By Clyde Weiss
It was going to be a special day and John Marciel had it all planned: He and his family would attend his eldest son’s high school graduation. Then they would relax at the Centerville Beach near Ferndale, California, about 260 miles north of San Francisco.
Saving a stranger’s life was not on the agenda.
Marciel, a Eureka resident and a member of AFSCME Local 1684, is a Humboldt County traffic control maintenance worker whose job is essential for driver safety: He paints the center lines and other safety markings on roads, installs reflective “rumble strips” that warn drivers when they’re leaving their lane and maintains traffic signs.
Marciel’s bravery – plus his familiarity with those traffic signs – is what saved the life of an 11-year-old child.
On June 16, the Humboldt County Sheriff’s Office received a 911 call stating that a child was being attacked by an adult on an isolated beach.
Marciel initially called 911 after the alleged assaulter said the child was having seizures. He had the presence of mind to look for a mile number embedded in a road sign – something he knew only through his work – to give the 911 operator the precise location.
Turns out, the woman claimed she was exorcising demons out of her 11-year-old daughter’s body by “viciously striking, biting and choking the child,” according a statement from the sheriff’s office.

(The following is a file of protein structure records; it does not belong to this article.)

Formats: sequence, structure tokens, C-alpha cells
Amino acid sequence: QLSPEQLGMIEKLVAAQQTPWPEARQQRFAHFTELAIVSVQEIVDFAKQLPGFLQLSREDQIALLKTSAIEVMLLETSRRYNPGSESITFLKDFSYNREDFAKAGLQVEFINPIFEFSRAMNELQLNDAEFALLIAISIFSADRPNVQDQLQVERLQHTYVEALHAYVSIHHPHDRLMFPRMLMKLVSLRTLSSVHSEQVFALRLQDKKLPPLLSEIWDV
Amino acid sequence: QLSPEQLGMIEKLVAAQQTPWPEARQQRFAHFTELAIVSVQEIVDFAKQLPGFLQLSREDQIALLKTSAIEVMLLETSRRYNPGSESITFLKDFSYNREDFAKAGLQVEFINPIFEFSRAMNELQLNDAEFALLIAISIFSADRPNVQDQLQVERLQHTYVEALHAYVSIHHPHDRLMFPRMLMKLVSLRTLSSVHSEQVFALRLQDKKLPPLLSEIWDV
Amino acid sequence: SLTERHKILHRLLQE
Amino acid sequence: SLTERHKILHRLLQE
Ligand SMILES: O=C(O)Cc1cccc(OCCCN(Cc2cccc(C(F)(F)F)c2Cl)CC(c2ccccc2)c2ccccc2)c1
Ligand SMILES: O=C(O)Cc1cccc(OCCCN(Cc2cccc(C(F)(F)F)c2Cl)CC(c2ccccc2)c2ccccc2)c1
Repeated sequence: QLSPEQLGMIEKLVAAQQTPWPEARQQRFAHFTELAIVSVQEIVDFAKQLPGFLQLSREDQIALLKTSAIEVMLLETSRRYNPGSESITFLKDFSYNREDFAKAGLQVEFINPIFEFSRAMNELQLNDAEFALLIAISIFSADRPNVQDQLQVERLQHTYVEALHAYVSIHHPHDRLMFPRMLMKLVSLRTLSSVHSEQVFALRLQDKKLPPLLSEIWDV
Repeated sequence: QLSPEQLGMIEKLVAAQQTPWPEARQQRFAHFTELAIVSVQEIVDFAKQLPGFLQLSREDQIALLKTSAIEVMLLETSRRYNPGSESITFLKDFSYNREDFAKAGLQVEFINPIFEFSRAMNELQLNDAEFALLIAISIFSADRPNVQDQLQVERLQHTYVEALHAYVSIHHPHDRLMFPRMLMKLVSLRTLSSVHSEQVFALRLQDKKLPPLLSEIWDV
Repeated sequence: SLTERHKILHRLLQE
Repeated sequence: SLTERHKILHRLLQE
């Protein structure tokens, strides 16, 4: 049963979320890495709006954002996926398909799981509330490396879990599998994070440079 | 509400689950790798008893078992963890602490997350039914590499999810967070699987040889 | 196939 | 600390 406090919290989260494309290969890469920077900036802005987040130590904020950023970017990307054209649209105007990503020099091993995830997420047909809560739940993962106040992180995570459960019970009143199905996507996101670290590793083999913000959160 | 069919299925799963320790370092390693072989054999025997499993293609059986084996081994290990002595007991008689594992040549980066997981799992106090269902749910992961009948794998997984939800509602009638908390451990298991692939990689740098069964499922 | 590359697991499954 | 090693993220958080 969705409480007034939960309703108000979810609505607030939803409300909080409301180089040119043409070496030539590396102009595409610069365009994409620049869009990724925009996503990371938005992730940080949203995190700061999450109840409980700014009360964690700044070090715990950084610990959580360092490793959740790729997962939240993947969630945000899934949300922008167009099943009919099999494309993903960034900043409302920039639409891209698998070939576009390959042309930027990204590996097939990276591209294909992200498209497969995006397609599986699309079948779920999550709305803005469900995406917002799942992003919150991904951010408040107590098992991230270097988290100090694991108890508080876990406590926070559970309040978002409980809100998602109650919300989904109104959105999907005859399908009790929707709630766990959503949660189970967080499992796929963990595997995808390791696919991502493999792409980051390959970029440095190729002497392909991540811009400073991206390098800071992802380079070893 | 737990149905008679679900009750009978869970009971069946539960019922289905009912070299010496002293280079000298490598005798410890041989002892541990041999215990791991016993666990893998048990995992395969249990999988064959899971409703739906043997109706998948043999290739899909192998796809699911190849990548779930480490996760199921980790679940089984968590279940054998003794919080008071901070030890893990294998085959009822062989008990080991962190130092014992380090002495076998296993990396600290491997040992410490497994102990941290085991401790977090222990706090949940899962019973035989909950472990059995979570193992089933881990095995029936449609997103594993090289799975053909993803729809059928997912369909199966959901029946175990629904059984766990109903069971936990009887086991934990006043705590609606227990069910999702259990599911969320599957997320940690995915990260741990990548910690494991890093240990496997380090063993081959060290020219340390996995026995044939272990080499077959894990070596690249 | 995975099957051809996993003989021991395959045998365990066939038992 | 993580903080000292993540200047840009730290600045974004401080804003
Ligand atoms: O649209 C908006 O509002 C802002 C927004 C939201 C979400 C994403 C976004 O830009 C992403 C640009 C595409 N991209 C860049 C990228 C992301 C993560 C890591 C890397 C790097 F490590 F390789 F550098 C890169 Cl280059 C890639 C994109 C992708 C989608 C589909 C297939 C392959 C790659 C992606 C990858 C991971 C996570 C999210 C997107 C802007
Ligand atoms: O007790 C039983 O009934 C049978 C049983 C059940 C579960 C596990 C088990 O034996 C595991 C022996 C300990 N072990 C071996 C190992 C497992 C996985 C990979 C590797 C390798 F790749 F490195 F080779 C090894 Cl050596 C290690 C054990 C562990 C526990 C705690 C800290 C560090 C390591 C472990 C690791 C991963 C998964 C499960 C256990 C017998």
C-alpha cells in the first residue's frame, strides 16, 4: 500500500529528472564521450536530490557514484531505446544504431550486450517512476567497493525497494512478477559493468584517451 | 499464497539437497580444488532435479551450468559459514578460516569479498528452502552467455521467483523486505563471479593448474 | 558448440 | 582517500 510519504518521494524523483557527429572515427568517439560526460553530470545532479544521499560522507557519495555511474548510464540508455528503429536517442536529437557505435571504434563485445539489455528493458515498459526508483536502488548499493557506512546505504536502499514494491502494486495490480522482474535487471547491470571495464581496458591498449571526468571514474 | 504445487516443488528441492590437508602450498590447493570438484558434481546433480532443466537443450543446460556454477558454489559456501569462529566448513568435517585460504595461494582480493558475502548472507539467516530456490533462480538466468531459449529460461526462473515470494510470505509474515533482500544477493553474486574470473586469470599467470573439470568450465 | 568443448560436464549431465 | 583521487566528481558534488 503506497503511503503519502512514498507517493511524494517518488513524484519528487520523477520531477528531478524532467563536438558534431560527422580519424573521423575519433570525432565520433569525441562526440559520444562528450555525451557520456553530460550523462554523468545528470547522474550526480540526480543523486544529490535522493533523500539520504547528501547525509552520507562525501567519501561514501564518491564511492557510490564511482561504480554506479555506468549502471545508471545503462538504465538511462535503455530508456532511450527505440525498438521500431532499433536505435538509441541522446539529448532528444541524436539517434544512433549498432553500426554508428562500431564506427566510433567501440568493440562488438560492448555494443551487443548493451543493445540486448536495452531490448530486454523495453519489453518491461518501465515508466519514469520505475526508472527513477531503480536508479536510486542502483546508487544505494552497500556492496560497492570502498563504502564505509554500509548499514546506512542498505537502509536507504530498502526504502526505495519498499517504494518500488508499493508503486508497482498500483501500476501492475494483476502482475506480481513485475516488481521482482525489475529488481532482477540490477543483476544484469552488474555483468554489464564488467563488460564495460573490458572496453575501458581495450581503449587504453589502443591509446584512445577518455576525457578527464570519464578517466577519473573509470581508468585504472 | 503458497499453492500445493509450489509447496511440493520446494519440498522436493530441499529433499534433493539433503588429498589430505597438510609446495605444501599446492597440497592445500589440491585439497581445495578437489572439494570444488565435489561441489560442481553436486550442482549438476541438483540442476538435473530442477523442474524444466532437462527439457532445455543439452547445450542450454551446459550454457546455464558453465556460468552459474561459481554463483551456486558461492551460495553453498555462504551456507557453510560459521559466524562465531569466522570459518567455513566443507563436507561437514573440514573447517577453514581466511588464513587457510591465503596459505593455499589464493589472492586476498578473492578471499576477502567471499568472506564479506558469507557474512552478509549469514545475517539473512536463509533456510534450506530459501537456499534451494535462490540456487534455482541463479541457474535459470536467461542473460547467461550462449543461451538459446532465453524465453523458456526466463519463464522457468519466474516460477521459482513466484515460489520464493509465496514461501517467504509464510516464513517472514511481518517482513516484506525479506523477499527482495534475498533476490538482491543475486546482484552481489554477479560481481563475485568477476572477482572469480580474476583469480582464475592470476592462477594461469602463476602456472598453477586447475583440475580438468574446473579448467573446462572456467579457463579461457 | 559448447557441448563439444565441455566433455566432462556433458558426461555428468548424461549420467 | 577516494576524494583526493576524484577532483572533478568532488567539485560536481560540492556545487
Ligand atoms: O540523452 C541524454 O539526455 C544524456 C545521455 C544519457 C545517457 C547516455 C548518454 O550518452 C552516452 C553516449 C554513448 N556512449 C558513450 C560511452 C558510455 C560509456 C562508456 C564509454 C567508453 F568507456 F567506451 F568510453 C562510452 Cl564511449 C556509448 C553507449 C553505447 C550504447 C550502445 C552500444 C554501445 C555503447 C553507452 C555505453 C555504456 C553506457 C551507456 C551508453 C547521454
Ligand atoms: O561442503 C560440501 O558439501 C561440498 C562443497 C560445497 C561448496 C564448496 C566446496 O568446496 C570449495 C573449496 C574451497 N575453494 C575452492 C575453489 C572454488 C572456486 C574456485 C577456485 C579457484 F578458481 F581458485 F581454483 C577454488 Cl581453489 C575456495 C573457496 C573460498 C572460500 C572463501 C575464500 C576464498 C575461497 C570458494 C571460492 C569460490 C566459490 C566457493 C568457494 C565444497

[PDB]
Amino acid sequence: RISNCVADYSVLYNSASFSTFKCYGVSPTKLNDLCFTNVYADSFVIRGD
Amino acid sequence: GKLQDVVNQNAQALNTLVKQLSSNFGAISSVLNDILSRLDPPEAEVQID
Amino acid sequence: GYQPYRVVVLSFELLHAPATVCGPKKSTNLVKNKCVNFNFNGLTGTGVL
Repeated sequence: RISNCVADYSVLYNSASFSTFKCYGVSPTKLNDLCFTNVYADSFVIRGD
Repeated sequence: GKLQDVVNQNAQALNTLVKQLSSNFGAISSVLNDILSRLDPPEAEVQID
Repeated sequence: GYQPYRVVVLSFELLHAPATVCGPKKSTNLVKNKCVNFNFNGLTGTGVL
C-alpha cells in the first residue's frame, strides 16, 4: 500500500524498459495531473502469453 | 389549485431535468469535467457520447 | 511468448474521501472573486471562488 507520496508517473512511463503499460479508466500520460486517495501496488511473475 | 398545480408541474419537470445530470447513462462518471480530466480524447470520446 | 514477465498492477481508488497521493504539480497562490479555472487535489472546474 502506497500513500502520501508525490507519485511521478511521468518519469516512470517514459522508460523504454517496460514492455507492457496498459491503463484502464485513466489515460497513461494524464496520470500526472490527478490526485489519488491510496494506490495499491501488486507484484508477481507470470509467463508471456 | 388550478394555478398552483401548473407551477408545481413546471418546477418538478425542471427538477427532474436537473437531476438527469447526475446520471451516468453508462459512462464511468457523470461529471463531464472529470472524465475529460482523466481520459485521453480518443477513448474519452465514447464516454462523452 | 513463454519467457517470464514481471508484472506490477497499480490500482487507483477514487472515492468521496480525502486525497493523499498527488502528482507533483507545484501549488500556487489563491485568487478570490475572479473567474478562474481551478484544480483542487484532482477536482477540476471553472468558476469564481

“She started telling me how her daughter has demons,” Marciel recalled in an interview. “I was just keeping her pinned” when a sheriff’s deputy arrived “and put his knee into her chest.”
Marciel said his wife, Myra (also an AFSCME member), told him that his “fatherly instincts just overrode any inclination of not helping. It was just – I had to.”
Marciel grabbed the mother’s hand, which the deputy quickly handcuffed. Then, while deputies controlled the mother, Marciel assisted the child until emergency medical technicians arrived. The mother, Kimberly Felder, was charged with a number of crimes, including attempted homicide.
On July 6, the Humboldt County Sheriff’s Department honored Marciel with a Citizen’s Distinguished Service Medal and a certificate, which praised him as a “citizen hero.”
“I don’t see myself as a hero,” said Marciel, 39. “I was just doing the right thing.”
Local 1684 Pres. Brandon Sisk is certain that Marciel is a hero who embodies AFSCME’s Never Quit spirit.
“Few of us have the opportunity to rise to the level John did,” he said. “But he exemplifies what we’re trying to do in the community every day.”